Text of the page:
3 Questions for Daniel Harari
CEO of Lectra

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Founded around 50 years ago, the Lectra Group’s unique offer includes connected cutting equipment, software and data analytics solutions. In addition, Lectra’s associated services bring more agility and efficiency to each step of the manufacturing process – from design to production – especially for the fashion industry. Lectra’s CEO Daniel Harari is a keen observer of the evolutions in that market and the impact of new technologies. In the following interview, he shares his thoughts on the state of our industry today as well as the upcoming changes. 

What are the evolutions in the global apparel markets? 

I believe we are at a crossroads and that in the years to come there will be winners and losers. Apparel businesses that chose offshore sourcing, particularly in Asia, to keep costs low are going to have a hard time. The fact is that there’s not another China. The country handles 45% of the world’s apparel manufacturing. Vietnam, which is next in line, accounts for only 7% and is operating at full capacity. That makes China irreplaceable, but it’s closing its doors. Its domestic market is growing and, at the same time, its rates are rising. From now on, when a brand wants to negotiate with its Chinese subcontractor, it won’t have any leverage, since the supplier earns more by selling locally. Clothing will still be made in China, but prices will rise. So, the situation is changing, and industry business that chose to source closer to home and who have developed a brand image and a reputation for quality or that set up a multichannel system combining a store network with online sales will have an advantage. 

What are Lectra’s solutions for meeting the crisis? 

Our current solutions are essentially green. Our objective is to reduce material use, which helps control costs and CO2 consumption. The process starts with replacing physical prototypes with virtual ones, which has the added advantage of avoiding shipping costs. Optimising fabric use also happens thanks to our software which can organise production and adapt cutting plans for the best possible placement. On average, this results in 10% to 20% less scraps, or a reduction of 2 to 4% of materials used and 10 to 20% less waste. We’ve taken the idea of an optimisation method that combines savings and green practices and pushed it to the extreme.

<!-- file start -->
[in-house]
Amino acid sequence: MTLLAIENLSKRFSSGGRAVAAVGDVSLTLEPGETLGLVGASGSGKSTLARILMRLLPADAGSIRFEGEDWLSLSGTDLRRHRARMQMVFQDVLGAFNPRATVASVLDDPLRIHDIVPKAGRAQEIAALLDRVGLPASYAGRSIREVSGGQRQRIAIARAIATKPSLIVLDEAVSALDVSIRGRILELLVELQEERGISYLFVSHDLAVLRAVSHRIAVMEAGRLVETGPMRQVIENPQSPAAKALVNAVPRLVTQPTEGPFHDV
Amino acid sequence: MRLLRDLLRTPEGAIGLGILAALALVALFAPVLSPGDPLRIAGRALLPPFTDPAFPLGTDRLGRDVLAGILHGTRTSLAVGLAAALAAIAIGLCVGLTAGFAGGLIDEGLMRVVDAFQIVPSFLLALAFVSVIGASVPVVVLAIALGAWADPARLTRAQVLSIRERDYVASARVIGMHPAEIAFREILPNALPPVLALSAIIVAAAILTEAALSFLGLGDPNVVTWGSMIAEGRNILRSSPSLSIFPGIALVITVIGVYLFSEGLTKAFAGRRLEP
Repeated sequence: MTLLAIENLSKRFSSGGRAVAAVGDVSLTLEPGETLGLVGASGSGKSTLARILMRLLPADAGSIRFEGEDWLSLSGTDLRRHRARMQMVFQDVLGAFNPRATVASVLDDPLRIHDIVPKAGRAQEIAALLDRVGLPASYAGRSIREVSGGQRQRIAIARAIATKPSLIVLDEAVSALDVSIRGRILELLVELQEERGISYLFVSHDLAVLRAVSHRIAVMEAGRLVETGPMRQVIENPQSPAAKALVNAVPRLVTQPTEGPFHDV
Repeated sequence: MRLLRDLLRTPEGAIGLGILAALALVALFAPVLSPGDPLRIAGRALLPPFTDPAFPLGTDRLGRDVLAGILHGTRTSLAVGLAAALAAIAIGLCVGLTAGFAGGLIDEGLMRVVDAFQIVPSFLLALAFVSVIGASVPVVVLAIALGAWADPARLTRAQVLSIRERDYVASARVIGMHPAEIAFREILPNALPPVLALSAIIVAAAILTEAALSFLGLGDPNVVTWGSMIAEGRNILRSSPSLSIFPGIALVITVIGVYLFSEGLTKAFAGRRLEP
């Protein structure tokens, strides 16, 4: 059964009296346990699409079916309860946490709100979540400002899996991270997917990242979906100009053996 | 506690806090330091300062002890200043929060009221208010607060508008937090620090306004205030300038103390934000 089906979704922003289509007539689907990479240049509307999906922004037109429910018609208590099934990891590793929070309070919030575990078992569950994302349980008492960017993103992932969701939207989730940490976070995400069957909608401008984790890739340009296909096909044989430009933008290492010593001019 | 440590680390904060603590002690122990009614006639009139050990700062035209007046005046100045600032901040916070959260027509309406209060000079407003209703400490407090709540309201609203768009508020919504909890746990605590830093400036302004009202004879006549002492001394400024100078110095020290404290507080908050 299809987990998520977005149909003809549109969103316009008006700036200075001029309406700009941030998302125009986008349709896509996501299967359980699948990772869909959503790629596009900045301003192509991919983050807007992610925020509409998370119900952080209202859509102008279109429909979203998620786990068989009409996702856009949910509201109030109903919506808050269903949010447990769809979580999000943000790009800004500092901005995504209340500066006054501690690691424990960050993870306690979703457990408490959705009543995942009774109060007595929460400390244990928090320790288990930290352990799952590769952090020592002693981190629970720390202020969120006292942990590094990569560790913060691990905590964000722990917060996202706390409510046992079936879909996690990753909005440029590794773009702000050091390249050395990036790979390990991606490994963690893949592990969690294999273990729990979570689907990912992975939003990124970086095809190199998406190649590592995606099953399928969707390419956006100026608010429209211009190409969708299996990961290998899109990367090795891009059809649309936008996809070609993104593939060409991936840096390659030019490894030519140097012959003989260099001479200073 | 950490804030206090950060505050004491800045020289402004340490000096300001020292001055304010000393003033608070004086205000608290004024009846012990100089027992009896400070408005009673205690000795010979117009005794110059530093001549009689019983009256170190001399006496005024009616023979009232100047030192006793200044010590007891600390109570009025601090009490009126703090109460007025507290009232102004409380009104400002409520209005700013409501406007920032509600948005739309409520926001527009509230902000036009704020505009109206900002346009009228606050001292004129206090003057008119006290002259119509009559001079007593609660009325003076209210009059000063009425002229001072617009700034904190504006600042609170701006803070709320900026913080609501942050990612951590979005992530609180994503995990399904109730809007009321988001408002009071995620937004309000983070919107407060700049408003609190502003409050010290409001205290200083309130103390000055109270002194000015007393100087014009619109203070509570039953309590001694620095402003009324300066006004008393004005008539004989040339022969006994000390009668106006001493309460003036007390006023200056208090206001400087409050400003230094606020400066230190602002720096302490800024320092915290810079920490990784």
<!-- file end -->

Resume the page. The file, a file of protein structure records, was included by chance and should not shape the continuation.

Another mission is to shift the sector to an on-demand manufacturing model, meaning manufacturing only when orders are placed. That could be orders from consumers for made-to-measure or personalised items, but that’s not all. B2B companies are also concerned and can manufacture only when they get firm orders from their retailers and distribution network. Our manufacturing turnaround times are very short, so businesses can respond quickly. That’s good for cash flow and eliminates unsold goods. Our technologies in this area are very efficient. We put them on the market in 2018, and since then we have constantly worked to perfect them. For the 2018 launch, our R&D investments totalled €20 million, and today that figure is €30 million. 

Artificial intelligence, the metaverse, data … how do you think our industries will move into a 4.0 world? 

In 2017, after two years of in-depth studies, we decided to become a major player in industry 4.0 with software and connected equipment. The industry 4.0 concept started in Germany as a way to describe the industry of the future. The term encompasses everything that happens, from the design office to the point of sales and including, of course, the factory that plays a central role and can accommodate the desires of all the participants. At Lectra, industry 4.0’s growth is especially evident in the use of new technologies like the Internet of things. Our connected cutting equipment is an example. We integrated sensors in our equipment 15 years ago, and today we have 7,600 connected cutting systems around the world. The sensors analyse a fabric’s characteristics, which are generally predictable, and then give instructions in real time to the machine’s brain on how to adapt the cutting layout. They also communicate information (big data) to our expertise centres. In this way we collect a lot of data which we analyse to carry out preventative maintenance, to help our clients optimise their production and to further develop our products and offers. Here again, we make full use of artificial intelligence, which, for five years has been our overarching guide for development. I believe that in 2030 industry 4.0 will be a powerful reality for the fashion sector, which is not as advanced as the automotive industry (a market that accounts for a significant part of our activity). Once it’s completely established, industry 4.0 will help protect the fashion sector by reducing risks, particularly those linked to manufacturing cycles. 

For the metaverse, I’m more sceptical. I compare it to 3D printing, which got a lot of attention in the fashion industry a few years ago. The results were interesting to use in fashion shows, but in reality the clothing was impossible to commercialise, since it was much too heavy. There’s a lot of excitement about the metaverse and NFTs, and the phenomenon hasn’t peaked yet. When that happens, there will be a drop, the financial bubbles will burst and there will be a kind of disappointment and distancing. That will allow these technologies to evolve at more measured pace, removed from any speculation. And in ten years or so, they’ll be more refined and better targeted. To summarize, I don’t think the metaverse is essential today, but it certainly will be in the far future.